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Lab Chip. 2012 Dec 7;12(23):5093-103. doi: 10.1039/c2lc40624a.

Characterization of sensitivity and specificity in leaky droplet-based assays.

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Department of Mechanical Engineering, Stanford University, CA 94305, USA.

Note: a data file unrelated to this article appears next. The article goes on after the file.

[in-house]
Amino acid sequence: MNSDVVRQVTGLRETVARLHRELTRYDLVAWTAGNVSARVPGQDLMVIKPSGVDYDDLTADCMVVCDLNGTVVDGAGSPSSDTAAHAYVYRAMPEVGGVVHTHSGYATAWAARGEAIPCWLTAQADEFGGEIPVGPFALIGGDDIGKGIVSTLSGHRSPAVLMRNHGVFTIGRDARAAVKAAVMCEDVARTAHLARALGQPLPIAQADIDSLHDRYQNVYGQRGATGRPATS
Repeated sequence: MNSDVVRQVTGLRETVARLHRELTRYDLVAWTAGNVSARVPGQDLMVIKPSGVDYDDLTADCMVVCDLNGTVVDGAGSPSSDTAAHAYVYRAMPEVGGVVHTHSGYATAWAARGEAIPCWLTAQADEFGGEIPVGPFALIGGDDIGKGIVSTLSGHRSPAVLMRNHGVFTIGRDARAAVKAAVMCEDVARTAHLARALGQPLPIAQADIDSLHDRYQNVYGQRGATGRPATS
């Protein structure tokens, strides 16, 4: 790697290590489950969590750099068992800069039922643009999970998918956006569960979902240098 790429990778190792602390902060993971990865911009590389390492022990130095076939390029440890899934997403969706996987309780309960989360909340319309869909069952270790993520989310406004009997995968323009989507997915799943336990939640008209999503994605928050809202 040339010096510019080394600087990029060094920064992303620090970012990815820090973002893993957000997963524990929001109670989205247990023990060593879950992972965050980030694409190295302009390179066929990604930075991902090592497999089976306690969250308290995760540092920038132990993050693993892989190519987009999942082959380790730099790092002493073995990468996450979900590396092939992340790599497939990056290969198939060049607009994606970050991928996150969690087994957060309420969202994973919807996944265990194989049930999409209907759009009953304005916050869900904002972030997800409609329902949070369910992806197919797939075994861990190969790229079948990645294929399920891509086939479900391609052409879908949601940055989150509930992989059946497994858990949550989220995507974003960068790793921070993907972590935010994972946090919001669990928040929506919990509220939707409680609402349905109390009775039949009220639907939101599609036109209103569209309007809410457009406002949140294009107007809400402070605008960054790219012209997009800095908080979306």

This paper uses numerical methods to characterize the crosstalk of small fluorescent molecules and molecular probes among aqueous droplets immersed in a continuous phase of hydrocarbons or fluorocarbons in microfluidic systems. Droplet-based biochemical assays rely on the reagents to remain isolated in individual droplets. It has been observed, however, that small and hydrophobic fluorescent molecules can diffuse across the droplet boundary into other drops. The contents among droplets become mixed and homogenized over time. Such cross-contamination can have detrimental effects on the accuracy of droplet-based assays, especially those using fluorescent molecules and the corresponding number of fluorescent droplets for a quantitative readout. This work examines the competing dynamics of the generation of fluorescent molecules in "positive" drops (in response to the presence of molecules or cells of interest), against its leakage into "negative" drops, where such molecules or cells of interest are absent. In ideal droplet assays, the signal-to-noise ratio (SNR)--defined as the fluorescence signal from a positive drop to that from a negative drop--would increase and saturate with time. In a leaky droplet assay, the SNR tends to decay with time. Under certain conditions, however, the SNR from a leaky droplet assay could increase and reach a maximum value before it starts to diminish. This maximum value can be estimated from a dimensionless number relating the rate of leakage relative to the rate of generation of fluorescence signal in the drops. Beyond the time when the SNR peaks, the SNR value, as well as the accuracy of the leaky droplet assay continues to degrade. In the absence of immediate experimental remedies to completely eliminate the crosstalk of molecules among drops, performing detection at the optimal time point becomes critical to minimize errors in leaky droplet assays.


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